SUB-SAHARAN AFRICA: Leave no one behind: integrated programming for adolescents and youth not in employment, education or training
Leave no one behind: integrated sexual and reproductive, mental health and psychosocial programming for adolescents and youth not in employment, education or training in sub-Saharan Africa: Commentary
BMJ Global Health 2023;8:8 (Open access)
by Manasi Kumar, Joan Mutahi, Beth Kangwana
- Adolescents who are not in education, employment or training (NEET) are often left out of the health and social programming. This is a disproportionately large group in sub-Saharan Africa that has experienced extreme marginalisation during the pandemic.
- Countries where young people are left behind and not cared for will struggle to achieve sustainable development and progress.
- Health interventions especially psychosocial programmes and services are needed to understand their unique needs and develop responses towards bringing them back into fuller participation in various social institutions and opportunities that would build their capacities and protect their rights.
A systematic review found significantly high prevalence of depression, anxiety disorders emotional and behavioural difficulties, post-traumatic stress and suicidal behaviour in the general adolescent population covering 16 sub-Saharan African countries with significant risks of developing long-standing mental disorders in orphaned children, and those living in poverty. Mitigating the socioeconomic determinants that increase the risk for the above difficulties in adolescents and youth (as identified in the United Nations’ SGDs) could be achieved through integrated interventions. These interventions would work closely with families and communities in the promotion of effective and accessible basic provision including education and resources to empower the population in decision-making and targeting competencies such as development of self-efficacy to potentially bridge their psychological, economic, sexual and reproductive health-related gaps.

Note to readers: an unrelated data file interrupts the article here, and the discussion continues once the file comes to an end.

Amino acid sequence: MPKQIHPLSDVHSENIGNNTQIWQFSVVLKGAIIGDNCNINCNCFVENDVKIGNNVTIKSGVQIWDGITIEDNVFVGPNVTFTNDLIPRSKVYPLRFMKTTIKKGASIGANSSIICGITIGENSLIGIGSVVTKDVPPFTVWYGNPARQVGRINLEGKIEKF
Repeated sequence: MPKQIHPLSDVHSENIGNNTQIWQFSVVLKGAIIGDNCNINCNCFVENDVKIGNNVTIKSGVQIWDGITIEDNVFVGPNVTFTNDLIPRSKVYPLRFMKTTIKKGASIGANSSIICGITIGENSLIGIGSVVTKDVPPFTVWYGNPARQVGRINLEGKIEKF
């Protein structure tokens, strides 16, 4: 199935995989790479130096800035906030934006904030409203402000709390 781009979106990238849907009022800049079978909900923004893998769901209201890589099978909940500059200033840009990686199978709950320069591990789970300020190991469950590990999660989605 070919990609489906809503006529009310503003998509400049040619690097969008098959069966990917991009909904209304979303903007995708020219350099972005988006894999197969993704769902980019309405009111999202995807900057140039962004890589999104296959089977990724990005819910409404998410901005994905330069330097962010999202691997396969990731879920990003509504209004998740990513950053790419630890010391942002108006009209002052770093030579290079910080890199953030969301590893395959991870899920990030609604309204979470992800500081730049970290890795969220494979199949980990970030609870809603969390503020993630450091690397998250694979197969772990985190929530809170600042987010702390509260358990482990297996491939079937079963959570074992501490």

In our work we learned from the young people that livelihood programmes or short training courses with a strong practical component may be attractive to NEETs who cannot or will not go back to school due to lack of interest in academics, or frustrated by their previous schooling experience or, possibly, struggling with social and health issues. This demographic may include pregnant or parenting adolescents and youth, including those living with chronic health conditions due to HIV, cancer, disabilities, etc.
We need a focused effort towards finding solutions for the socioeconomic marginalization that such vulnerable populations face. Only integrated programming that prioritizes whole-of-health approach building in mental and behavioral health for NEET adolescents will address their increasing marginalization from and lack of meaningful participation in society.